Sermons Should Change Lives

We are to be pitied if we fail to understand that this particular sermon should change lives in some specific way.  A. W. Tozer speaks a perceptive word to all of us:

There is scarcely anything so dull and meaningless as Bible doctrine taught for its own sake.  Truth divorced from life is not truth in its Biblical sense, but something else and something less. . . . No man is better for knowing that God in the beginning created the heaven and the earth.  The devil knows that, and so did Ahab and Judas Iscariot.  No man is better for knowing that God so loved the world of men that He gave His only begotten Son to die for their redemption.  In hell there are millions who know that.  Theological truth is useless until it is obeyed.  The purpose behind all doctrine is to secure moral action (I would go with ‘heart and life change’).

-Haddon W. Robinson, Biblical Preaching, p. 107, quoted A. W. Tozer, Of God and Men, pp. 26-27.


No matter how many times you say, “The Problem, The Process, The Promise” or “The Cause, The Condition, The Conclusion,” all you do is point out the structure of the passage and perhaps its meaning in its original context.  You still fail to build a bridge to your listeners.  You are preaching a sermon that even the devil can agree with.  He can be in complete agreement with your analysis of the text.  The most backslidden member of your church can nod in sympathy with your description of the new covenant – or of any other biblical truth.  Applicational points in which you show the mandate of the text and its claim on our lives awaken people to their own need for conformity to the image of Christ.  When you preach applicational points, the devil can’t agree and the backslidden (or lost) can’t stay comfortable.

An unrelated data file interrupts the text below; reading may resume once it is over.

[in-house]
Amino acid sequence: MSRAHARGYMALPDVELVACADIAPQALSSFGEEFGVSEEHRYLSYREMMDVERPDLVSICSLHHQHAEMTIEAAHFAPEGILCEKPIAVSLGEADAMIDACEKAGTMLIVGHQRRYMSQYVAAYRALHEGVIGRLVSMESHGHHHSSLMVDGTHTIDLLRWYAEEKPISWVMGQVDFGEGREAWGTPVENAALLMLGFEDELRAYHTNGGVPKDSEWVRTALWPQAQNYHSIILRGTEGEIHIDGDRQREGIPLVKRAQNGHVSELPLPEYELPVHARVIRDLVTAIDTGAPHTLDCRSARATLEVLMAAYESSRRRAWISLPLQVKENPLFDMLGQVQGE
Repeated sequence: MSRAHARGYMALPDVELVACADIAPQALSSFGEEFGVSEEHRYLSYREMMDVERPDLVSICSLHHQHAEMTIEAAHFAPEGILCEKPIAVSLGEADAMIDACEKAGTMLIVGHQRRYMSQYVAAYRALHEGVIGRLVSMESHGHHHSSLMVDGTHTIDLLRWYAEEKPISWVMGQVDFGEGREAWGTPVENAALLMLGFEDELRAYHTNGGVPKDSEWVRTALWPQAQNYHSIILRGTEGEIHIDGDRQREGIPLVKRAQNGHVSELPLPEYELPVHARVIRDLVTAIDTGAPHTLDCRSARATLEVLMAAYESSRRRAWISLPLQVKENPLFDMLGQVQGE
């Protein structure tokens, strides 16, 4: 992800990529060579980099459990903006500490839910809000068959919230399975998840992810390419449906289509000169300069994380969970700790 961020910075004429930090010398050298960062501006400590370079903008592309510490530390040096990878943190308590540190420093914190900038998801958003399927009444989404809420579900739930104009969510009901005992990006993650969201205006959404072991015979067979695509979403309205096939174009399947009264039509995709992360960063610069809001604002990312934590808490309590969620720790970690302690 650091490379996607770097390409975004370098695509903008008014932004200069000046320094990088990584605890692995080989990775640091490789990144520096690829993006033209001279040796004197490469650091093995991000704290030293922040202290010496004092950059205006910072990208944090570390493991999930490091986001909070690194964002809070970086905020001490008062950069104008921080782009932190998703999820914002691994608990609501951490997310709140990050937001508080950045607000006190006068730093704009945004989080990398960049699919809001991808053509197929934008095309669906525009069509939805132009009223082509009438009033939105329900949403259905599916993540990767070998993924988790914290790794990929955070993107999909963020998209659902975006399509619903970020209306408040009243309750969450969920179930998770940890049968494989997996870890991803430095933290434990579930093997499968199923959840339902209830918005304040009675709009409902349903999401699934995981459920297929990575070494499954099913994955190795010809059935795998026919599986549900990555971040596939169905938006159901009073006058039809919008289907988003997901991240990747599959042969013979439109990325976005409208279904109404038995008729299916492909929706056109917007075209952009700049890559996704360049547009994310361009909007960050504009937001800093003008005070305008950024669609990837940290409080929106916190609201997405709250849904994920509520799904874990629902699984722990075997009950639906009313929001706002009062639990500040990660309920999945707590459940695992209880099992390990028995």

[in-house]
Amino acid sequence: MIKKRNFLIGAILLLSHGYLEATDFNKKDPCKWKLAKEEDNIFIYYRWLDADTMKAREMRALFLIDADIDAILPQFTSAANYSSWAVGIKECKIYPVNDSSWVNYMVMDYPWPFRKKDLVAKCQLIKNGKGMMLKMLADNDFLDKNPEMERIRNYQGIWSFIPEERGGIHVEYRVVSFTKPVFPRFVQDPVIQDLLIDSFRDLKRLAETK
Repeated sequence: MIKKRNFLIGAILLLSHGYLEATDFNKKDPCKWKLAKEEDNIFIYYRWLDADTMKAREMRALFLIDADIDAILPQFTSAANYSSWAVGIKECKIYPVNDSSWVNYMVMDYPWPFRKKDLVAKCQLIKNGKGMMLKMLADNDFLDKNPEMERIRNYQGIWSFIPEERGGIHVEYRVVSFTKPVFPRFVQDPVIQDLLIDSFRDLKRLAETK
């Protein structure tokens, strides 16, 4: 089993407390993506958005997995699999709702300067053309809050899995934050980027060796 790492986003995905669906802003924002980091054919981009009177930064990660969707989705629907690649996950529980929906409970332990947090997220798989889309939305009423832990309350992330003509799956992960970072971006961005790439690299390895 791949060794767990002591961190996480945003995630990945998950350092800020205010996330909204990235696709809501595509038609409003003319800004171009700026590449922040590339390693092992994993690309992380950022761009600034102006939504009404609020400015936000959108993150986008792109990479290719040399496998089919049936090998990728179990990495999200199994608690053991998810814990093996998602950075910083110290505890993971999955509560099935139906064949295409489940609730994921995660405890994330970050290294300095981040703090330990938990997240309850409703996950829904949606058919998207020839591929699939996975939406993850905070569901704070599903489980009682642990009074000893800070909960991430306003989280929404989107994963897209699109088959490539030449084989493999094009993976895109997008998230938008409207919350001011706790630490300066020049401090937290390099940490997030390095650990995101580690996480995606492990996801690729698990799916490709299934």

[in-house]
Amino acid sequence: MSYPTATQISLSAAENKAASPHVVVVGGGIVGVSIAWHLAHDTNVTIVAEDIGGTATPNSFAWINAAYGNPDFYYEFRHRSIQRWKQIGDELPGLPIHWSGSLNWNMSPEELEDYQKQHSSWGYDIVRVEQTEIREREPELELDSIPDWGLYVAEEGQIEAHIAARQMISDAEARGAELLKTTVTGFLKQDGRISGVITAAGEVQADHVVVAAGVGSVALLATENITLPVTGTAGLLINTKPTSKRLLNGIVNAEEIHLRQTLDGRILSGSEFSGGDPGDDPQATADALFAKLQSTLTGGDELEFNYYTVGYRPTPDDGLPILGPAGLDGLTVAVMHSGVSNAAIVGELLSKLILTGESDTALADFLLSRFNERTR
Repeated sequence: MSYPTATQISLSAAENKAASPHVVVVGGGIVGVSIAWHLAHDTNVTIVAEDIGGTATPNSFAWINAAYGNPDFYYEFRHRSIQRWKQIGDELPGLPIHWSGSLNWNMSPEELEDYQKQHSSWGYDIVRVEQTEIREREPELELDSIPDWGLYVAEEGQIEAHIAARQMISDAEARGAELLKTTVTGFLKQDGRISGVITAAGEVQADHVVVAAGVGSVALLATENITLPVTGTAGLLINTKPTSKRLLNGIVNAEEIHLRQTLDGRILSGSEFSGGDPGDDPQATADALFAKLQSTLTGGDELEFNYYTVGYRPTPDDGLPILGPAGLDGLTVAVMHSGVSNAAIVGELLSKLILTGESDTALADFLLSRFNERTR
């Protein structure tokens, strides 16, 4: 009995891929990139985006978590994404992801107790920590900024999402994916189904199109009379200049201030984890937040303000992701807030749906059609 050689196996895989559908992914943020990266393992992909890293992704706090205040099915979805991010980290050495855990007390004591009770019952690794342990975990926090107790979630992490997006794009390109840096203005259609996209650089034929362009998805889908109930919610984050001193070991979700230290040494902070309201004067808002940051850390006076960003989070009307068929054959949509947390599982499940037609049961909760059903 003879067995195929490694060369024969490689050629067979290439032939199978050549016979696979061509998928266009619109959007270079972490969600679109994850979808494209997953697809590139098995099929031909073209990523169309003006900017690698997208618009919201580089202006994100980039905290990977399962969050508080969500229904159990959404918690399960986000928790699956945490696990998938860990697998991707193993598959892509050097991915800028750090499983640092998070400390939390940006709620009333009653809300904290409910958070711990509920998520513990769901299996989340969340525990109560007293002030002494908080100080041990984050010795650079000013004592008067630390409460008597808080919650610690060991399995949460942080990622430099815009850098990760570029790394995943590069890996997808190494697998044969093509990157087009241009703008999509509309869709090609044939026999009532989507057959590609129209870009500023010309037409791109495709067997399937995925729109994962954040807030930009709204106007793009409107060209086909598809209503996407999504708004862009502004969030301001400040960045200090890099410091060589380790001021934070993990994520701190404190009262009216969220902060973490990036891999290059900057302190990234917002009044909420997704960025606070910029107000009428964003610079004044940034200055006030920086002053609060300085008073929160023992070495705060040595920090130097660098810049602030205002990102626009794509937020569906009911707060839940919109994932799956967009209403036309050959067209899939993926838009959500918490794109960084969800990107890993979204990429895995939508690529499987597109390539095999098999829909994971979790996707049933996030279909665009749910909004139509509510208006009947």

(Admittedly, I do not prefer the term “backslidden” nor do I affirm wholeheartedly that every point must be applicational – but you get the point).

-Hershael W. York, Preaching With Bold Assurance, p. 142.


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